|13-15||Status of Sanctions on India and Pakistan/Prospects for Waiver of Sanctions|
|15-16||Update on Situation in Pakistan/Whereabout of Nawaz Sharif|
QUESTION: The business - I don't know how far into this you're prepared to go, but the notion of lifting any sanctions against India, keeping those on Pakistan - what I'm most interested in - but others have shown interest in other parts of this - is evidently this will block food aid to Pakistan.
MR. FOLEY: What are you referring to, in particular?
QUESTION: The waiver - the sanctions that are being waived now with India, but being kept on Pakistan. Maybe the White House is the place to do this - it's a presidential action.
MR. FOLEY: The waiver --
QUESTION: -- but the fallout is a humanitarian fallout.
MR. FOLEY: The waiver issued by the President on sanctions against India and Pakistan under the Glenn Amendment and related laws expires today. That's the problem. Provision to grant the President permanent comprehensive authority to waive sanctions under these provisions is contained in the pending Defense Department appropriations bill. We are working with Congress to see if there is a feasible way to address this issue, pending enactment of the new waiver authority.
QUESTION: But I thought sanctions that are being maintained on Pakistan - the intention is to ease or to remove those on India, and keep them on Pakistan. And one result --
MR. FOLEY: Well --
QUESTION: Some food experts said it'll deny $53 million worth of wheat going to India.
MR. FOLEY: The sanctions --
QUESTION: To Pakistan.
MR. FOLEY: The sanctions that were waived included EX-IM funding, OPIC, TDA -- trade development -- IMET, and those are the ones that are affected. Of course, because of the military takeover in Pakistan, though, we had to apply Section 508 of the Foreign Assistance Act, which denies - prohibits -- a broad range of assistance. And so things like what had been recently waived - OPIC, TDA, IMET - are now no longer possible with Pakistan.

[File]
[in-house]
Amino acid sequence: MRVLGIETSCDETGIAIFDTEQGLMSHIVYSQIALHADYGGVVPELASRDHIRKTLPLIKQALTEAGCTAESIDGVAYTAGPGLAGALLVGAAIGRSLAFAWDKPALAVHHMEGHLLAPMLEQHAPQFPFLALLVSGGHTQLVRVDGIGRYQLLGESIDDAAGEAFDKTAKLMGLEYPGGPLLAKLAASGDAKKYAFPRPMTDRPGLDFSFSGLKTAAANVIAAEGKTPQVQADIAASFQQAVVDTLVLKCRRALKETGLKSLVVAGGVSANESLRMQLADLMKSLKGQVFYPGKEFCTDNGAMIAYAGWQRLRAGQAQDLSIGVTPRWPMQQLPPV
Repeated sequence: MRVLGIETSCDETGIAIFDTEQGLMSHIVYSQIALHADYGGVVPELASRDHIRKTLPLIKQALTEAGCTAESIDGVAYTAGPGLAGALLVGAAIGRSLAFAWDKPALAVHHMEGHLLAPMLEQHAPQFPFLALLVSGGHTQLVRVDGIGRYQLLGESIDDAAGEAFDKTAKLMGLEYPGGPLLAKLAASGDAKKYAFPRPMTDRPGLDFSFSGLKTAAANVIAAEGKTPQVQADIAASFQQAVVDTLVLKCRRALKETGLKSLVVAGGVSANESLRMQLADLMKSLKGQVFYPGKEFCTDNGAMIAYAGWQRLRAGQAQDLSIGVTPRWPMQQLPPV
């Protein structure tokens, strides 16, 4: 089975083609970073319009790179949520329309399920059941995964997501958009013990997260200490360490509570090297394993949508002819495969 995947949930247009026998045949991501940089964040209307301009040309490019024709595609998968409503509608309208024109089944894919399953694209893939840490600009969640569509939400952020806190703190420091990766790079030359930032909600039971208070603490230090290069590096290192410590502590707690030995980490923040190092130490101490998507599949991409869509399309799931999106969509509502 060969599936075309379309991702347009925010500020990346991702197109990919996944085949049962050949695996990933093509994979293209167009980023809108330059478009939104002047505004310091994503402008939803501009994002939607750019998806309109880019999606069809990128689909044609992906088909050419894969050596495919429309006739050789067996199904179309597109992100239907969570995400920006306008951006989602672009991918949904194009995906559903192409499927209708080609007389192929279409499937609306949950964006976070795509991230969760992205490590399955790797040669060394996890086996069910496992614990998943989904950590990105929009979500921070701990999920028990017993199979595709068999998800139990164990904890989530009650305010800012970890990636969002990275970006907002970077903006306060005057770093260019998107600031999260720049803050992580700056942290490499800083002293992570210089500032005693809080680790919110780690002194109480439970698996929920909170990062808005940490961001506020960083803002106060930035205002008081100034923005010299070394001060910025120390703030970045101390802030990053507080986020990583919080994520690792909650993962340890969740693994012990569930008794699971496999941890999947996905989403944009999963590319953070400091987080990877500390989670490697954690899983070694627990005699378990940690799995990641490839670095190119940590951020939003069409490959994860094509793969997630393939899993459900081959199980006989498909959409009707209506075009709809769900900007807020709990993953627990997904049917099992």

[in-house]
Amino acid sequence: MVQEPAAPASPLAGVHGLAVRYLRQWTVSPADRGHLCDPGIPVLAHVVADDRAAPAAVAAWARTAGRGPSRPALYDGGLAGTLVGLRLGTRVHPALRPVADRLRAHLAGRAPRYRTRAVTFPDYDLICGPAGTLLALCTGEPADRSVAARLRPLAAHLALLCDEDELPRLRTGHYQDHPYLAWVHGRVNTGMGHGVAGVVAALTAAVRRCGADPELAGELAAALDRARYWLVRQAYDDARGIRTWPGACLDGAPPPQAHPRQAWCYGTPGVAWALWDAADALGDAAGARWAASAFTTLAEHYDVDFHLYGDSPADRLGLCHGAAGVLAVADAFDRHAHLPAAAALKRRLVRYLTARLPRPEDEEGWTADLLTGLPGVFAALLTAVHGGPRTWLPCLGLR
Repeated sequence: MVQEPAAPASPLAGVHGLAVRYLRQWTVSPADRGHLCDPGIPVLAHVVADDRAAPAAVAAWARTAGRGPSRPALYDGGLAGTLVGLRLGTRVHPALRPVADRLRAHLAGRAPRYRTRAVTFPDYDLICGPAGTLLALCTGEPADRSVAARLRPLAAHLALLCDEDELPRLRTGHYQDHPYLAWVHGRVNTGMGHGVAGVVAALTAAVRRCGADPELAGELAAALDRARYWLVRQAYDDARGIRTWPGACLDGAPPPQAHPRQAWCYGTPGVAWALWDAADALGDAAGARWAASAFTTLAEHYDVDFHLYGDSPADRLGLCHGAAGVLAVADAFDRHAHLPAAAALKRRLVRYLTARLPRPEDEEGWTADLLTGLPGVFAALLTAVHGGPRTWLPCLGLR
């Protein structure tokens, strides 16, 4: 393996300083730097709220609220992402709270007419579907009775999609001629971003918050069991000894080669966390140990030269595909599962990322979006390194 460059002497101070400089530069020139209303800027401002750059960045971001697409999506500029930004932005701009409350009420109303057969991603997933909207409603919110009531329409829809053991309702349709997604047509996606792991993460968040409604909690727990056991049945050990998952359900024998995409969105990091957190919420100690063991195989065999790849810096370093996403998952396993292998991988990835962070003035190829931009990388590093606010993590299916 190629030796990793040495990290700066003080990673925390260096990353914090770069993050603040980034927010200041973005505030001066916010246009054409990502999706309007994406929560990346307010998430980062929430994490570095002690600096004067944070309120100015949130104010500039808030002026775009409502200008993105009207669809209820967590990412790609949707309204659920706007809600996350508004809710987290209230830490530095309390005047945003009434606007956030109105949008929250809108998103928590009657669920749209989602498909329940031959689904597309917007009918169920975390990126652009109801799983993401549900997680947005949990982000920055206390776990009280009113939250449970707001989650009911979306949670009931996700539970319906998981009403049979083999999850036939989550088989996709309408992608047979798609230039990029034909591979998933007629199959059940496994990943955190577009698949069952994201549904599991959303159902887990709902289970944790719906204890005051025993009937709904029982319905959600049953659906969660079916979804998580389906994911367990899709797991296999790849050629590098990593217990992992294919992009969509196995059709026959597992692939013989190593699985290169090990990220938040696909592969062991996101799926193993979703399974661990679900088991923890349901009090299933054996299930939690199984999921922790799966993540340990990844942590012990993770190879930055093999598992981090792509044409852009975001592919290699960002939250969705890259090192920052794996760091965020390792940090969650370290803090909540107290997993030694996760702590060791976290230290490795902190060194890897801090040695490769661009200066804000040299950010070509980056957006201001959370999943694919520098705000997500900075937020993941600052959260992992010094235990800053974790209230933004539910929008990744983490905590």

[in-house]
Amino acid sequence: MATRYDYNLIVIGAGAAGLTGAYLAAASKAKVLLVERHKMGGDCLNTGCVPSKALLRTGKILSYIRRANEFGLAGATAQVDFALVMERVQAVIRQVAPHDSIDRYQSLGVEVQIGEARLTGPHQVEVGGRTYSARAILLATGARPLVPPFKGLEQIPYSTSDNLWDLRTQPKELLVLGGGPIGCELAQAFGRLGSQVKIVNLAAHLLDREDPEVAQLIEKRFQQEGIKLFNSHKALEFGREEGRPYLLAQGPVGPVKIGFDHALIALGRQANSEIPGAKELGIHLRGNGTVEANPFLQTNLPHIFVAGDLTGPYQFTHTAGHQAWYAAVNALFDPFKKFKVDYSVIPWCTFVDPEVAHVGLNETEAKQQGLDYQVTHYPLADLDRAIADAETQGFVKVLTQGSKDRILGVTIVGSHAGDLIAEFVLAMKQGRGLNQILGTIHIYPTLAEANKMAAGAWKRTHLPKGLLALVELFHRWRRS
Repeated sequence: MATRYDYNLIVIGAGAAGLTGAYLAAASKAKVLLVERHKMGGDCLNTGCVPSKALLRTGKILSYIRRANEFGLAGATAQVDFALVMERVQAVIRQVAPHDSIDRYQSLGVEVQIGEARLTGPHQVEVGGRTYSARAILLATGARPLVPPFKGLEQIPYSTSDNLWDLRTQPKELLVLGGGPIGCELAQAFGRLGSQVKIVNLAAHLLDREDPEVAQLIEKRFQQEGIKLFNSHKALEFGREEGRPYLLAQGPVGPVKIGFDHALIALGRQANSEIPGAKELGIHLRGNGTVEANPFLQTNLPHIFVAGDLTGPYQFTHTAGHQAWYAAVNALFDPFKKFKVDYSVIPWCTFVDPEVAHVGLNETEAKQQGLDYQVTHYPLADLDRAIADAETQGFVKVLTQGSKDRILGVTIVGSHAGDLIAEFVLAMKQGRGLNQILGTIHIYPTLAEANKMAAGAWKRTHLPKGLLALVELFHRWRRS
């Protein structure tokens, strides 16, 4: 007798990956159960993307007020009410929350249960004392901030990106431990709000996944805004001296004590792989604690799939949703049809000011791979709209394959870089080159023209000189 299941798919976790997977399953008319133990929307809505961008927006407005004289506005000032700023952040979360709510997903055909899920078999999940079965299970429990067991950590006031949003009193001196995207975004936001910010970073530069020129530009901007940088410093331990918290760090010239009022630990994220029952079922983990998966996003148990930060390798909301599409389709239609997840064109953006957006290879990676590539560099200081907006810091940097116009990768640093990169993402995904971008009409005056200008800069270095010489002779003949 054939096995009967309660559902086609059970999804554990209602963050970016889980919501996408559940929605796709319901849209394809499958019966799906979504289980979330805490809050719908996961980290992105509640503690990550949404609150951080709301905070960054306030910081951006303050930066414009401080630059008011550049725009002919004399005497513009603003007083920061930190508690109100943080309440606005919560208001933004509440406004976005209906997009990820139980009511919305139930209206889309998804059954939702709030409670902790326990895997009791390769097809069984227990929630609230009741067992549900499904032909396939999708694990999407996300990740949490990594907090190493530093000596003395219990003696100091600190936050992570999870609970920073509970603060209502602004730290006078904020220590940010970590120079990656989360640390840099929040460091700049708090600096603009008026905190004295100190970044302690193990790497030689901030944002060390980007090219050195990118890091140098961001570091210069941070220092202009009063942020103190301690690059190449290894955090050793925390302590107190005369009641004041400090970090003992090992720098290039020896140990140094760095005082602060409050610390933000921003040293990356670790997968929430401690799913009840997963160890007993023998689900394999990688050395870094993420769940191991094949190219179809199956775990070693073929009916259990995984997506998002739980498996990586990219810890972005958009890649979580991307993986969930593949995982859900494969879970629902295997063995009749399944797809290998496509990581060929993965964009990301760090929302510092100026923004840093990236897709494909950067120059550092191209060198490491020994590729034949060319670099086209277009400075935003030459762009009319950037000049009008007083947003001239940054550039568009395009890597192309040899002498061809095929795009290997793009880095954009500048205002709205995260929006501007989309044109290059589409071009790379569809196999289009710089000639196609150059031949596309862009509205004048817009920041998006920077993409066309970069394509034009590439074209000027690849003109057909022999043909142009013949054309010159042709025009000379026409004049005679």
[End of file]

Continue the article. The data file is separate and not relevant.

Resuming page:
QUESTION: Does the food thing --
MR. FOLEY: I'd have to --
QUESTION: Because you --
MR. FOLEY: You talking about humanitarian food donations?
QUESTION: Yes. Because the Administration's rationale - you're feeding North Korea. Your rationale has been that sanctions are designed to punish a government, not to punish people. And that indeed when it comes to North Korea the food assistance is separate from your other traffic with North Korea.
MR. FOLEY: Right. Well, what I can tell you --
QUESTION: But Pakistan - it looks like the Pakistani people are going to be hurt and I wondered how that's justified?
MR. FOLEY: You're raising something I haven't heard previously.
QUESTION: All right.
MR. FOLEY: I've not been made aware that there has been an issue of starvation or of humanitarian need in Pakistan.
QUESTION: It's food assistance.
MR. FOLEY: It's foreign food donations. I can look into that, but I've not heard that that's been --
QUESTION: I'm sorry - I didn't mean to blindside you but someone is raising - (inaudible) -- .
QUESTION: On Pakistan still - there are various publications that are saying that the General- (whose name I won't try and pronounce - who's now in charge in Pakistan, is going to announce a cabinet within three or four days. Have you all been told this? And do you have any sort of state of events?
MR. FOLEY: Well, General Musharaff announced that he was going to name a national security council: I believe a six-member national security council. To my knowledge that has not happened yet. I believe he was also going to be nominating the officials who would be running all the government ministries. I don't know if they'll continue to call it the cabinet or not, because the National Security Council appears projected to be the executive decision-making body. But I'm not aware that we have been informed, to this point, about who the nominees are going to be. I understand those nominations are going to be forthcoming, though.
QUESTION: Do you know the whereabouts of Mr. Nawaz Sharif? Where is he and --
MR. FOLEY: Well, when Ambassador Milam met with General Musharaff last Friday, I believe he was given assurances as to his well-being. I can't comment on his exact whereabouts, but we certainly hope that he is safe and secure. We understand that there is an accountability process that's underway, and we understand that there are preliminary investigations of Prime Minister Sharif underway, in connection with efforts to restore accountability in Pakistan.
We urge strongly that the rights of Mr. Sharif, and others who may be under investigation, are respected and that they receive fair and impartial treatment, in accordance with international standards.
(The briefing concluded at 1:55 P.M.)
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